Airway Inflammation Before and After Bronchial Thermoplasty in Severe Asthma

Pieta C. Wijsman, Annika W. M. Goorsenberg, Abilash Ravi, Julia N. S. D?hooghe, Barbara S. Dierdorp, Tamara Dekker, Charlotte C. L. M. van Schaik, Nick H. T. ten Hacken, Pallav L. Shah, Els J. M. Weersink, Elisabeth H. Bel, Jouke T. Annema, René Lutter, Peter I. Bonta

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Background: Bronchial thermoplasty (BT) is a bronchoscopic treatment for severe asthma, of which the working mechanism and responder profile are partly unknown. The aim of this study is to analyse whether BT alters airway inflammation by epithelial gene expression, inflammatory cell counts and cytokines, and whether this relates to treatment response. Methods: In this clinical trial, 28 severe asthma patients underwent bronchoscopy before and after treatment to obtain bronchial brushes and bronchoalveolar lavage fluid (BALF) from treated and untreated airways. RNA was extracted from bronchial brushes for transcriptome analysis, and BALF cells and cytokines were analysed. Asthma quality of life questionnaires were used to distinguish responders from non-responders. We compared results before and after treatment, between treated and untreated airways, and between responders and non-responders. Results: Gene expression of airway epithelium related to airway inflammation gene set was significantly downregulated in treated airways compared to untreated airways, although this did not differ for patients before and after treatment. No differences were observed in cell counts and cytokines, neither from the untreated compared to treated airways, nor before and after treatment. At baseline, compared to non-responders, the expression of genes related to glycolysis in bronchial epithelium was downregulated and both BALF and blood eosinophil counts were higher in responders. Conclusion: Local differences in gene sets pertaining to epithelial inflammatory status were identified between treated and untreated airways after treatment, not resulting in changes in differential cell counts and cytokine analyses in BALF. Secondly, baseline epithelial glycolysis genes and eosinophil counts in BALF and blood were different between responders and non-responders. The observations from this study demonstrate the potential impact of BT on epithelial gene expression related to airway inflammation while also identifying a possible responder profile.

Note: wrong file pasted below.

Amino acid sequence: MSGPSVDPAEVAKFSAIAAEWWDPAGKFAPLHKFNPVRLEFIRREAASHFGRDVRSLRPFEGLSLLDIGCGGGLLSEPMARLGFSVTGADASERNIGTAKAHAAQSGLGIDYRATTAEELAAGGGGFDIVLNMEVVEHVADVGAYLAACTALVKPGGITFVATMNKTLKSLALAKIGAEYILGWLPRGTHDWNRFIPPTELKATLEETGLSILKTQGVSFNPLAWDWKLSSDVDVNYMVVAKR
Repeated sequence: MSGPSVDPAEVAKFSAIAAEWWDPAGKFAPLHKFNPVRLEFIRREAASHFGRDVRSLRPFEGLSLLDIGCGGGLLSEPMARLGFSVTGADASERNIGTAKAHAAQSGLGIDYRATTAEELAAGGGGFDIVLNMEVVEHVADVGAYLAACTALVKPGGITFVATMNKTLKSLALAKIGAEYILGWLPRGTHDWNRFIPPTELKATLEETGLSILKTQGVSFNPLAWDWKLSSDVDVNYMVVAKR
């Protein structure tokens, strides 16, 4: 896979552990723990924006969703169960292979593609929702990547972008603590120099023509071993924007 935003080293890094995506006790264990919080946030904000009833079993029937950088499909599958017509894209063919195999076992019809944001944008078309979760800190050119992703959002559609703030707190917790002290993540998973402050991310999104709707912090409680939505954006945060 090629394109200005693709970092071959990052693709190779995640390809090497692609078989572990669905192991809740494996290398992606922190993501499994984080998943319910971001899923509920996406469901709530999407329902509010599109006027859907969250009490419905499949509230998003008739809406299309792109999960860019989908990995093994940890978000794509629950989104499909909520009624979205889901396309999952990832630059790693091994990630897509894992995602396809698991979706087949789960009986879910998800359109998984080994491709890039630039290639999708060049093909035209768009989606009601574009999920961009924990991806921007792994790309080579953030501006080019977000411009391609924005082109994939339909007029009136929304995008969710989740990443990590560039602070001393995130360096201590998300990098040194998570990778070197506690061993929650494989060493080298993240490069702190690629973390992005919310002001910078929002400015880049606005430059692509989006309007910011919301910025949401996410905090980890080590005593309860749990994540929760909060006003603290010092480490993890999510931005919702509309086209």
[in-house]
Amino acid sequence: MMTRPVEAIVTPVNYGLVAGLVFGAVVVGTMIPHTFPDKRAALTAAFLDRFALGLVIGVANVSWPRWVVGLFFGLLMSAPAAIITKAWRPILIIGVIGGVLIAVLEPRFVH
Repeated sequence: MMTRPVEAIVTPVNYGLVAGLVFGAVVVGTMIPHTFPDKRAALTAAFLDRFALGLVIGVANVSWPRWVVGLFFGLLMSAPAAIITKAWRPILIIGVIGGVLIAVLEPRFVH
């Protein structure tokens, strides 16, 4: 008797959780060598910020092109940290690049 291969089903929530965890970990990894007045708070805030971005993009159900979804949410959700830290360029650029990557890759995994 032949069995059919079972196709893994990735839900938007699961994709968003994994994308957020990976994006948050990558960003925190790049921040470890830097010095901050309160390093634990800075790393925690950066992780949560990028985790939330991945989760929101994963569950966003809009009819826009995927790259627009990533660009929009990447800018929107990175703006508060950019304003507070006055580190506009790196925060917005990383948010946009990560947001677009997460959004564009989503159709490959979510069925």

Original languageEnglish
Pages (from-to)1783-1794
JournalJournal of asthma and allergy
Publication statusPublished - 2022

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